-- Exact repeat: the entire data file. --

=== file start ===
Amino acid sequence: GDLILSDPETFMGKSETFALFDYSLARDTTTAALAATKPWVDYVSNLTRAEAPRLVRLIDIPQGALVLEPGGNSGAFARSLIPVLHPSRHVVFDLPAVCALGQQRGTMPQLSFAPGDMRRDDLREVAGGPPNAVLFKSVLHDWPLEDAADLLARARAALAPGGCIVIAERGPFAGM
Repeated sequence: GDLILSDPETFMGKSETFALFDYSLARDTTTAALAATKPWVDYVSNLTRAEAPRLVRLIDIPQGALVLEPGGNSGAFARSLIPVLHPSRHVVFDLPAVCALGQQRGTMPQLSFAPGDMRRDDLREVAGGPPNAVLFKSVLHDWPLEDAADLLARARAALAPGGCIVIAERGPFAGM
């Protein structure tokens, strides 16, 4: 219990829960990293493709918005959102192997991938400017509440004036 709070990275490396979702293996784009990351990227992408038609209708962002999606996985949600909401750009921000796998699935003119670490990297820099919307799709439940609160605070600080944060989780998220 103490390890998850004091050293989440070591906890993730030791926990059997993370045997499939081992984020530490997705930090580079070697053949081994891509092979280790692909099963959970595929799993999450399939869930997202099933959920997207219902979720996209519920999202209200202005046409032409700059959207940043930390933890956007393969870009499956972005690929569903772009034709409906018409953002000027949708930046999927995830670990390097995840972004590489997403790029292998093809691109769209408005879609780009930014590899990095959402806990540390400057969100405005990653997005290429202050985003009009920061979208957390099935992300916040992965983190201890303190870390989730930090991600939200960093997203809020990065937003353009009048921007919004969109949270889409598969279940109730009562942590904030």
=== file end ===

Amino acid sequence: GDLILSDPETFMGKSETFALFDYSLARDTTTAALAATKPWVDYVSNLTRAEAPRLVRLIDIPQGALVLEPGGNSGAFARSLIPVLHPSRHVVFDLPAVCALGQQRGTMPQLSFAPGDMRRDDLREVAGGPPNAVLFKSVLHDWPLEDAADLLARARAALAPGGCIVIAERGPFAGM
Repeated sequence: GDLILSDPETFMGKSETFALFDYSLARDTTTAALAATKPWVDYVSNLTRAEAPRLVRLIDIPQGALVLEPGGNSGAFARSLIPVLHPSRHVVFDLPAVCALGQQRGTMPQLSFAPGDMRRDDLREVAGGPPNAVLFKSVLHDWPLEDAADLLARARAALAPGGCIVIAERGPFAGM
């Protein structure tokens, strides 16, 4: 219990829960990293493709918005959102192997991938400017509440004036 709070990275490396979702293996784009990351990227992408038609209708962002999606996985949600909401750009921000796998699935003119670490990297820099919307799709439940609160605070600080944060989780998220 103490390890998850004091050293989440070591906890993730030791926990059997993370045997499939081992984020530490997705930090580079070697053949081994891509092979280790692909099963959970595929799993999450399939869930997202099933959920997207219902979720996209519920999202209200202005046409032409700059959207940043930390933890956007393969870009499956972005690929569903772009034709409906018409953002000027949708930046999927995830670990390097995840972004590489997403790029292998093809691109769209408005879609780009930014590899990095959402806990540390400057969100405005990653997005290429202050985003009009920061979208957390099935992300916040992965983190201890303190870390989730930090991600939200960093997203809020990065937003353009009048921007919004969109949270889409598969279940109730009562942590904030």